A Blacksburg writer is out with a new novel of political intrigue set very close to home. Like many of his previous books, Michael Abraham’s latest gets its title from an actual town. This one is called “Orange, Virginia.”
Michael Abraham writes fiction, non-fiction and political essays. This time the Blacksburg native has done a combination of all three.
Political junkies looking for a good read may find one in an exposé of insider political language by two veteran journalists.
It’s called “Dog Whistles, Walk-Backs and Washington Handshakes: Decoding the Jargon, Slang and Bluster of American Political Speech.” The light-hearted book also has a serious purpose.
Co-authors Chuck McCutcheon and David Mark believe manipulative political jargon deprives political discourse of substance. Thus, politicians say they speak “frankly” when they don’t—or tout “bold” ideas that are not.
83 years ago on this day, prohibition ended in the United States. During the years when it was illegal to sell alcohol, a crime syndicate was born whose tentacles still stretch to the present day.
Prohibition is the setting for Virginia Tech's Ed Falco's new book. "Toughs" is the fictionalized, real life story of one of the first drive by shooting on record. The result of the gangland feuds that characterized prohibition. His new book has awful resonance with gangland drive-bys today.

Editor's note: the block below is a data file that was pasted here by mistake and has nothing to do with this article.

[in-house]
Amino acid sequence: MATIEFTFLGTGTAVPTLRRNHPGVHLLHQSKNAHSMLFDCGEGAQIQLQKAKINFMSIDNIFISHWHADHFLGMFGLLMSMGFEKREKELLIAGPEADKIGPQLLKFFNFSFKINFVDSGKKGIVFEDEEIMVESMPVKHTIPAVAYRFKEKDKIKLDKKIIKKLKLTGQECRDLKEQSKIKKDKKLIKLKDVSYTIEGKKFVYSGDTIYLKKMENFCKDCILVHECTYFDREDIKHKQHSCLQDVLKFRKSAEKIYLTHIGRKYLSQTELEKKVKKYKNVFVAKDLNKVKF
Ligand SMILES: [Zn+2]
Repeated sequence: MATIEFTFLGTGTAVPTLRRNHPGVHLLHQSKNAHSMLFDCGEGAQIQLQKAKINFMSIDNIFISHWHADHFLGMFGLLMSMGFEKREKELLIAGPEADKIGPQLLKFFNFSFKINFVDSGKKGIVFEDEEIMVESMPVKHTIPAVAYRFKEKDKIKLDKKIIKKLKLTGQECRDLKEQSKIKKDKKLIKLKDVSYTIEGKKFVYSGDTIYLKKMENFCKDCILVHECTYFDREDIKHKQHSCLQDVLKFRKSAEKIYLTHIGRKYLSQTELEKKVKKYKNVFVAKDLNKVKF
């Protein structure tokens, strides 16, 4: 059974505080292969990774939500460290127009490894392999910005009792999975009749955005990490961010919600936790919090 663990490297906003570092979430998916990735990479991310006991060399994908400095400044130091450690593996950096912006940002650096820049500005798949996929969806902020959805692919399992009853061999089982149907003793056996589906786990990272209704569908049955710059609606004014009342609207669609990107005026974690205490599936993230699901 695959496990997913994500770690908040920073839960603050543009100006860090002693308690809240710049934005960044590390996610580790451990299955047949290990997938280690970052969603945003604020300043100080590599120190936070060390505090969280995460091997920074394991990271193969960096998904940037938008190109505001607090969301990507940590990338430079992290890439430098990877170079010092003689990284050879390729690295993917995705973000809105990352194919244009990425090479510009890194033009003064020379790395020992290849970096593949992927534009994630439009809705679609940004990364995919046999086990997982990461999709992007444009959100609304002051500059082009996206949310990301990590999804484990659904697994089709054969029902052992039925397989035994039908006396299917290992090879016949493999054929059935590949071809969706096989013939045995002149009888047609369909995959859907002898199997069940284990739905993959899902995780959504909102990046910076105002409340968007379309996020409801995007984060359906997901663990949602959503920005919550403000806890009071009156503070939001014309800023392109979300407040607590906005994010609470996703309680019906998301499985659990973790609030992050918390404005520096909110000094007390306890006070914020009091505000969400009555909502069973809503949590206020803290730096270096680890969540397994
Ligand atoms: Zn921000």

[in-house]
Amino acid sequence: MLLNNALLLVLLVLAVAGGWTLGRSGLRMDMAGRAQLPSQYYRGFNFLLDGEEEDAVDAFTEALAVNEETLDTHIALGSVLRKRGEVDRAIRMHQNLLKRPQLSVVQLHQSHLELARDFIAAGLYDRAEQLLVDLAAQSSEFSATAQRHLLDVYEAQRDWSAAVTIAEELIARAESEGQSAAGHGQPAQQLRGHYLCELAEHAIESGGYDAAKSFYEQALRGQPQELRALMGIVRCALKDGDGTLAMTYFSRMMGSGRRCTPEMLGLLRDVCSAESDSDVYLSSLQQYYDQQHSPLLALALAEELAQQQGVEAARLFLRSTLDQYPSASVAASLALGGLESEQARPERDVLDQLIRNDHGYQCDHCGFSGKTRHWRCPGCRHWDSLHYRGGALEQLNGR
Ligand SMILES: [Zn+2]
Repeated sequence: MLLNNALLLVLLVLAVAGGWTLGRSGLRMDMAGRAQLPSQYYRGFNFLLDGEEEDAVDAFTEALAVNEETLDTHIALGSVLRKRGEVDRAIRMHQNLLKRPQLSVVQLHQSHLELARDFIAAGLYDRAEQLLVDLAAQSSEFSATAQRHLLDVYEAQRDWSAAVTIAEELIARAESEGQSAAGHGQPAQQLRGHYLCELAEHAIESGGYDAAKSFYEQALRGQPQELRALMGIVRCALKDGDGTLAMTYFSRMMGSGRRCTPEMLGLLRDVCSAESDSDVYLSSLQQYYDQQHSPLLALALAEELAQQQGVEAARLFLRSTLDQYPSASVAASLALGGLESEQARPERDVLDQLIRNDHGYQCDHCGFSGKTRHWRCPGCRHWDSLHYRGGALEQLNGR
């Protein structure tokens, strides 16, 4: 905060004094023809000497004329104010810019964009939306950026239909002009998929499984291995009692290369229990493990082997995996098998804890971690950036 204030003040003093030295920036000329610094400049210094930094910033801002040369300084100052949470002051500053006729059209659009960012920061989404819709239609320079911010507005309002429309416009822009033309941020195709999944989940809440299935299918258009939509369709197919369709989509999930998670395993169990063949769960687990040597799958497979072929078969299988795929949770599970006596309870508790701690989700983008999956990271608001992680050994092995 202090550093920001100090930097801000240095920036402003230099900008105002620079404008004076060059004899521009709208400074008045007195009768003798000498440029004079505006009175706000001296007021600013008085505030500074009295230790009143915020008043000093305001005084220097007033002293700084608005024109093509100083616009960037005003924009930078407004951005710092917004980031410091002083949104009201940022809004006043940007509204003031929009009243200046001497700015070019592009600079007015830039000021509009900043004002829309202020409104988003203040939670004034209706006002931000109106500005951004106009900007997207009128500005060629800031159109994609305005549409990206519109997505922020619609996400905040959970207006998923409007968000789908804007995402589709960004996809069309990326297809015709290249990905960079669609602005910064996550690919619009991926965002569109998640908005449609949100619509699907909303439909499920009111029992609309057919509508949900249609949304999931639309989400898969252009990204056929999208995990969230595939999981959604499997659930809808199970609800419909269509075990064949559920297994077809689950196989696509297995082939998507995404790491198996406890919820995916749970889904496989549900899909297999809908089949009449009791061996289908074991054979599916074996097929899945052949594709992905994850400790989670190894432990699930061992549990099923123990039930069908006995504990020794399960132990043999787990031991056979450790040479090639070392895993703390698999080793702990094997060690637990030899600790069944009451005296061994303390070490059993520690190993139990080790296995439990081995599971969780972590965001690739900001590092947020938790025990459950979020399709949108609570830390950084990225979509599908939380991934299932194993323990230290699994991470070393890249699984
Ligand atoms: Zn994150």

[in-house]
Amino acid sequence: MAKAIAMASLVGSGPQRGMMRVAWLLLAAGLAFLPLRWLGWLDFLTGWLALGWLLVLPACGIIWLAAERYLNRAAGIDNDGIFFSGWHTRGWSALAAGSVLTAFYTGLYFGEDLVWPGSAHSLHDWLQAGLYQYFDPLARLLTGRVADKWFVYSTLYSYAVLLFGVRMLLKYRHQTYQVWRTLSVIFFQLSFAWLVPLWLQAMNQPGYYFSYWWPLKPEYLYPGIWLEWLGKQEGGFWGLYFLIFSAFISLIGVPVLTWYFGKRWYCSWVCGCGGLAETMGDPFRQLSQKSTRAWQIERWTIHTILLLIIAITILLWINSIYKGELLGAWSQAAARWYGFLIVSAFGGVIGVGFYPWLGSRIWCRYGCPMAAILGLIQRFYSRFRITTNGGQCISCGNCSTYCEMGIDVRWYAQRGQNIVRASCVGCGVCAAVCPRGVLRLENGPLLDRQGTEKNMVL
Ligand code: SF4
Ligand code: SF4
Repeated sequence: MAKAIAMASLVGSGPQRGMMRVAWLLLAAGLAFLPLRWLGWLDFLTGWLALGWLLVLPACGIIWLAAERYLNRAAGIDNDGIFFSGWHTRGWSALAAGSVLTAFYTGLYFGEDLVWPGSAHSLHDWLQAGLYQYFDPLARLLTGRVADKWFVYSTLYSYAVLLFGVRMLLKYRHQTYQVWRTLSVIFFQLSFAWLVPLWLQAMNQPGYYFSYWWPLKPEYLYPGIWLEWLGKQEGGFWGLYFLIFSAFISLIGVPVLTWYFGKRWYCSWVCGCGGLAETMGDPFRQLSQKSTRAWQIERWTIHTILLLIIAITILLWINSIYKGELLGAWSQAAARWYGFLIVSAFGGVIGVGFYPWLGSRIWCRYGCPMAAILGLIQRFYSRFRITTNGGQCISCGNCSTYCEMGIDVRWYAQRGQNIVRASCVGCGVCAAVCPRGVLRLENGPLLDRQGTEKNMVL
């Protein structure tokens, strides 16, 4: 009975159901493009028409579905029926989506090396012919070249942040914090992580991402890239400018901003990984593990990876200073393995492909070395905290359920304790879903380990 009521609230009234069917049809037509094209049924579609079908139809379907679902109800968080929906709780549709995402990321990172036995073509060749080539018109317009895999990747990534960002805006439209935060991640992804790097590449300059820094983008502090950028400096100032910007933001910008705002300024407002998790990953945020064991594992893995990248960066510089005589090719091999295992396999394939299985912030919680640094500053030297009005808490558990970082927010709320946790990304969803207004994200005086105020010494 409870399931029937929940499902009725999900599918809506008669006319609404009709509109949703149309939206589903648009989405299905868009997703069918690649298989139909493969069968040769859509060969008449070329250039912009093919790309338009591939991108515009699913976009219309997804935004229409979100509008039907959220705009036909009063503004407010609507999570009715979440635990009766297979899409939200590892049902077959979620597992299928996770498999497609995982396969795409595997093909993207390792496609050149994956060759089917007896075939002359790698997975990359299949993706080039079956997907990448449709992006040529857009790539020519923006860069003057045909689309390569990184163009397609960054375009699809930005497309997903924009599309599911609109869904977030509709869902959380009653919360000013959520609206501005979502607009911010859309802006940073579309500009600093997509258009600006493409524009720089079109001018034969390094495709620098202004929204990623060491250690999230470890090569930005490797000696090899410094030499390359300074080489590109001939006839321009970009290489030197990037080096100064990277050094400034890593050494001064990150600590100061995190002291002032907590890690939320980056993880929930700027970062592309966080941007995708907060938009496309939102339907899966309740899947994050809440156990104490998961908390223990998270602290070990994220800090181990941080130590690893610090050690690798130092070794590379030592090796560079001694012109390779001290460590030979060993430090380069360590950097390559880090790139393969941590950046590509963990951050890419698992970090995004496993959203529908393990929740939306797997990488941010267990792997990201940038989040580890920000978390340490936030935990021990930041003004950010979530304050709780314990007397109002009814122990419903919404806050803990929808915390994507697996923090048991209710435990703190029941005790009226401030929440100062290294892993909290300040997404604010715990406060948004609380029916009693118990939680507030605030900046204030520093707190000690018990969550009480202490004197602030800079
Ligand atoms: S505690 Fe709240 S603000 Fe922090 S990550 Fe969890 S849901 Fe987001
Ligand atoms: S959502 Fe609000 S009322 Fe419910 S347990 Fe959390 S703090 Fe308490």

“When You Find Us, We Will Be Gone,” is the title of a new collection of short stories by Christopher Linforth. The title is also an example of the kind of paradox Linforth likes to explore in his writing.
The twelve stories in this slim volume take the reader all over the world, from the American Midwest of the 1950s, and Germany in the 40s, to modern day Japan and Eastern Europe.
Thomas Jefferson was a legend in his own time, and since then hundreds of books and articles have been written about him, so you might not expect to see more, but historian Jon Meacham, who was featured in Ken Burn’s documentary about the Roosevelts, is coming to Virginia to share a whole new view of Jefferson.
Thomas Jefferson may have wanted history to see him as a philosopher and an educator. The epitaph on his grave doesn’t even mention the presidency.